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Calculating Distance Using Google Maps in ASP.NET MVC

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Calculating Distance Using Google Maps in ASP.NET MVC

This article shows how I used some of the Google Map APIs to create a web app that allows mobile staff to plan their routes during their working day.

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Introduction

Both Google and Bing maps are incredibly useful tools. The APIs they have opened to developers offer an amazing ability to add value to the solutions we provide. We don't have to use ALL OF THE THINGS, sometimes just a snippet here and there can make a big difference to our users. This article shows how I used some of the Google Map APIs to help office staff work out how to best route mobile staff during their working day.

Background

When you have a team of staff on the road, working from cars and vans, they generally fit into one of two categories. Those that are heavily pre-planned (say commercial transport delivery vehicles), and those that have an aspect of planning but need to adjust during the day as needs change. It's this last one we are interested in for this article. Take for example plumbers - sure, they have planned jobs during the day, however, in a big city and a busy service company, there may be multiple emergencies, burst pipes, water leaks, etc., during the day that need to be prioritized and transport routes carefully, but quickly planned out. One of the methods used to decide where to send personnel is a triage system that asks three questions:

  • How important/urgent is the task?
  • How close is the location of the job to one of our mobile staff?
  • What's the soonest one of our mobile staff can get from where they are, to the new location?

This understandably can get very complex very quickly, but by combining different technologies such as GPS/Geolocation on mobile phones to monitor the current location of remote workers, with the coordinates of the different places you potentially need them to go, you can put some very useful solutions together for your users.

The code I am going to describe allows the user to input the current location of a remote worker, and a list of different 'emergency call out' destinations. Using Google Maps, we will be able to display to the user the distance the worker is from each location, and the time it will take them to get to each location. Using this knowledge, they can make better decisions about what call-out job to prioritize with what remote worker.

In the production version of this sample code, I combined numerous additional pieces of information to get to the 'your best choice/route is...' algorithm. This comprised:

You can see that using all of the information above, combined with the data we are able to get from a mapping API can allow us to do some very useful and time-saving things in a solution.

Before we start into the code, as a quick aside, I discussed using the Google Maps API before in an article I wrote describing how to implement custom information window popups and markers for the Google map API in an ASP.net MVC solution. You may find that article useful to give you other ideas for functionality.

Google API Key

In order to get started, you will need to set yourself up with a Google API key. The signup process is very simple, and really, unless you are doing this in large volumes, there is no charge. At the time of writing this article you can get 25,000 map loads free per every 24 hours of usage - pretty generous, and if you need more than this, I'm sure someone somewhere is paying, so you can get a commercial license.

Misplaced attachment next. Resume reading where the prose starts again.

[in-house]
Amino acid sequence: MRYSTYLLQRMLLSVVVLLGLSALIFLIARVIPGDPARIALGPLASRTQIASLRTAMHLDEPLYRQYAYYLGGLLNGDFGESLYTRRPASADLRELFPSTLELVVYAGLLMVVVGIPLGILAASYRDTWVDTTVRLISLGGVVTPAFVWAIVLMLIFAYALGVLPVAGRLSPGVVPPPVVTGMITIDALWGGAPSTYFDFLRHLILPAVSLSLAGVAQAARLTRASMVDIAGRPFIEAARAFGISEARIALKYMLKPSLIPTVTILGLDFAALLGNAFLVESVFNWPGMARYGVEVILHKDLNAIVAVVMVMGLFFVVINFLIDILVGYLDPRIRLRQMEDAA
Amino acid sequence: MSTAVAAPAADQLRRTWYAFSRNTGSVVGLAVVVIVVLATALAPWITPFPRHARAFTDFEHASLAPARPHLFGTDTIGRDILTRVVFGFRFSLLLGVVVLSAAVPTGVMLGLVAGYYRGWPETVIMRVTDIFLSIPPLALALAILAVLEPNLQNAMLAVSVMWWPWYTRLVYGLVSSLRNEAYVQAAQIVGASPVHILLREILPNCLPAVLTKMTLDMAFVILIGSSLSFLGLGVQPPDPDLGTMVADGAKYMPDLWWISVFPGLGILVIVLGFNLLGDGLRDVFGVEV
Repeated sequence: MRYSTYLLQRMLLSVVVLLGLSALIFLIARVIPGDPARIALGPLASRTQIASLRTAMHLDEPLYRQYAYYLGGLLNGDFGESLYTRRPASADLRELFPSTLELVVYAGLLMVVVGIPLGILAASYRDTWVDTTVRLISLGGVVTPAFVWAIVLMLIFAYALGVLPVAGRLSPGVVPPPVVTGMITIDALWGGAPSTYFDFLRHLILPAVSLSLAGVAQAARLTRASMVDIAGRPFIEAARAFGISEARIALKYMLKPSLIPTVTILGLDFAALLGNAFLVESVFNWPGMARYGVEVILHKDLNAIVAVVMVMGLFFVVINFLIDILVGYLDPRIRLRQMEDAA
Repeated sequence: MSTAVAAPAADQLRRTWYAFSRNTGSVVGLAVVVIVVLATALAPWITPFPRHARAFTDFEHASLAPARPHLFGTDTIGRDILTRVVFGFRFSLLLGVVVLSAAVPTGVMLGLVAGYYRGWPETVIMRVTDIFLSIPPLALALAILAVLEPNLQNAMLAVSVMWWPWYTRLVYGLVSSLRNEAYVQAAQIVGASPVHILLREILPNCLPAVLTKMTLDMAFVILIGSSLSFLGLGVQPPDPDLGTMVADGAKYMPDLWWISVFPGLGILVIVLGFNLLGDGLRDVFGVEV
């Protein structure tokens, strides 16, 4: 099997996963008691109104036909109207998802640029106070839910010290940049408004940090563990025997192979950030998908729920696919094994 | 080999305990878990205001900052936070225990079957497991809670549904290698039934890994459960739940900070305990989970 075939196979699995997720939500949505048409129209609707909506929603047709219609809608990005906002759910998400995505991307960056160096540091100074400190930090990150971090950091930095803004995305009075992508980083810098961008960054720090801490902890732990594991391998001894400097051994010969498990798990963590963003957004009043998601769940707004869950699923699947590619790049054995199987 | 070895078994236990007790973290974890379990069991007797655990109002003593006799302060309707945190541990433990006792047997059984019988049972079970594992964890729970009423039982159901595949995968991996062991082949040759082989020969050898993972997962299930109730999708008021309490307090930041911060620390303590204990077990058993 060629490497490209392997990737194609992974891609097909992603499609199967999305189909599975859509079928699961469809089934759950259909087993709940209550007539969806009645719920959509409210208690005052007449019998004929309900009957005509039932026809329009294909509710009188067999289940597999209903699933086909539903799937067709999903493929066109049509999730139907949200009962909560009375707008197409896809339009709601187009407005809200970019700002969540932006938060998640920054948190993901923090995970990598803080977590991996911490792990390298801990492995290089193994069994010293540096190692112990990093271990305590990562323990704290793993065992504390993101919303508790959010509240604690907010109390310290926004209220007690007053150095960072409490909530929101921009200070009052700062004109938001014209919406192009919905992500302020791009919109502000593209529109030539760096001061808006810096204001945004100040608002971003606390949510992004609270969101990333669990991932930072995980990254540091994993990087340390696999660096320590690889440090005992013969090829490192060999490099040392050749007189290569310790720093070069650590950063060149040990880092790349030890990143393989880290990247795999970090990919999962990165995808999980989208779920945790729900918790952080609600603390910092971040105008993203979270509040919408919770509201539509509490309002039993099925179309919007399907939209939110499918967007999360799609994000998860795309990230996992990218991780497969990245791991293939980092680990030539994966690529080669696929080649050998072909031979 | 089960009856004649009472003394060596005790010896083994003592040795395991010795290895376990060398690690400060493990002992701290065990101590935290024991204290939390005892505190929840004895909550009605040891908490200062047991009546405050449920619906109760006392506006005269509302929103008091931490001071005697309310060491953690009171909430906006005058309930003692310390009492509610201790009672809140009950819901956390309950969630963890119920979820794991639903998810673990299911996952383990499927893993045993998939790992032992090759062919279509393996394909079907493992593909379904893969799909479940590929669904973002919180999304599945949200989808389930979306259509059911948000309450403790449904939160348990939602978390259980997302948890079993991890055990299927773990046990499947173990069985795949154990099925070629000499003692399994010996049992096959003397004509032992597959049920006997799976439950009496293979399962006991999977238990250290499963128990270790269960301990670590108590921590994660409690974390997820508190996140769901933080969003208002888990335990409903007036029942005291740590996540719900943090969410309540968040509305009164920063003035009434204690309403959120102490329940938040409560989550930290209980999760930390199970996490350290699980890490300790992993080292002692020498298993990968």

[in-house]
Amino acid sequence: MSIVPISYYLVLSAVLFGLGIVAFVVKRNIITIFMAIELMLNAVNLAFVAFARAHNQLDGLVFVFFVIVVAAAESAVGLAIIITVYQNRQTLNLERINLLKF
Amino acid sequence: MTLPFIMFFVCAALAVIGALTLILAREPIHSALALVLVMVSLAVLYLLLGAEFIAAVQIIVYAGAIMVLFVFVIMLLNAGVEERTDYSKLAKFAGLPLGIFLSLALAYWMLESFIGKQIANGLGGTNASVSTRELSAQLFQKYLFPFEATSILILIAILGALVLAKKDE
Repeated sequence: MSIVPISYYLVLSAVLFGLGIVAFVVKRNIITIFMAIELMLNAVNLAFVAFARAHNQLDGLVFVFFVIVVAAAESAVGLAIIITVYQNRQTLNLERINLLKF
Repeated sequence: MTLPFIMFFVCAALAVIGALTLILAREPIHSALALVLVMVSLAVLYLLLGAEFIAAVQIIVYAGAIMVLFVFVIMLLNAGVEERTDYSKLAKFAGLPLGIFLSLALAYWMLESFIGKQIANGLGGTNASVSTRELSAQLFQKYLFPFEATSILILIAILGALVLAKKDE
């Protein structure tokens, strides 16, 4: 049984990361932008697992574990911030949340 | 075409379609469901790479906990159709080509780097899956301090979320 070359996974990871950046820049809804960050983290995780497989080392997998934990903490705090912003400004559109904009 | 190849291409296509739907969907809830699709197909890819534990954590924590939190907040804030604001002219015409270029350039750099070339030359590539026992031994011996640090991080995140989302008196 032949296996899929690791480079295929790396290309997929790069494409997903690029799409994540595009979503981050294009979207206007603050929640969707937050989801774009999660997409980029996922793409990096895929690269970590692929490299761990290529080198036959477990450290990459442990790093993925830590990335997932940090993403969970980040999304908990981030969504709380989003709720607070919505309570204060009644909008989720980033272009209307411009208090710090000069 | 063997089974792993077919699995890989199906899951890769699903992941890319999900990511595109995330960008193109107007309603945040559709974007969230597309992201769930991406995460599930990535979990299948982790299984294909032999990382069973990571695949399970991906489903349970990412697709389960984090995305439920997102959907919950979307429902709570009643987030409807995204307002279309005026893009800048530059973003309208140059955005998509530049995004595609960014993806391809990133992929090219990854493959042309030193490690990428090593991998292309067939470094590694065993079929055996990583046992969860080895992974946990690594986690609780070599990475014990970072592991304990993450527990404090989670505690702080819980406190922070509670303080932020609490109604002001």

Here are the basics of how to get yourself a license key (note that in my sample code, you MUST replace your own key; I can't for obvious reasons let you have mine).

Getting a key is really simple. First, go to the Google Maps API page, click the 'Get API' button, give it a project name, and in a few seconds, you are ready to go!

Keep the key safe, we'll use it later on.

Settings Things up

I have written the code for this article in ASP.NET MVC targeted at .NET v4.5 in Visual Studio 2015. To get started, we create a web project, and in this case, I cleaned up the _Layout.cshtml as I didn't want any of the standard 'application login' functionality, etc., floating at the top of the demo app - this leaves us with something simple like the following:

<!DOCTYPE html>
<html>
<head>
    <meta charset="utf-8" />
    <meta name="viewport" content="width=device-width, initial-scale=1.0">
    <title>@ViewBag.Title - My ASP.NET Application</title>
    @Styles.Render("~/Content/css")
    @Scripts.Render("~/bundles/modernizr")
</head>
<body>
    <div class="container body-content">
        @RenderBody()
        <hr />
        <footer>
            <p>&copy; @DateTime.Now.Year - My ASP.NET Application</p>
        </footer>
    </div>

    @Scripts.Render("~/bundles/jquery")
    @Scripts.Render("~/bundles/bootstrap")
    @RenderSection("scripts", required: false)
</body>
</html>

In the index.cshtml page, I have HTML that allows the user to switch between the two different code demos for this article, with corresponding controllers.

<div class="row">
    <div class="col-md-12">
        <h2><a href="demo1">Example 1</a> - simple distance between two points</h2>
        <p>
            This demonstrates getting and displaying the distance between two points
        </p>


    </div>
</div>

<div class="row">
    <div class="col-md-12">
        <h2><a href="demo2">Example 2</a> - distance between one origin and multiple target destinations</h2>
        <p>
            This demonstrates getting and displaying the distance between multiple points
        </p>
    </div>
</div>

Distance and Route Between Two Points

To understand the basics, let's go to demo 1. Here we will look at setting up a Google Map and using the API to request a route and distance between two points on a map.

The first thing we will do is setup the HTML and layout the page. The page has a map, and two input boxes, allowing the user to enter the location where they are starting, and the location or destination they want to go to. To save typing in testing (ever lazy!), I have defaulted these input values to two locations in the UK.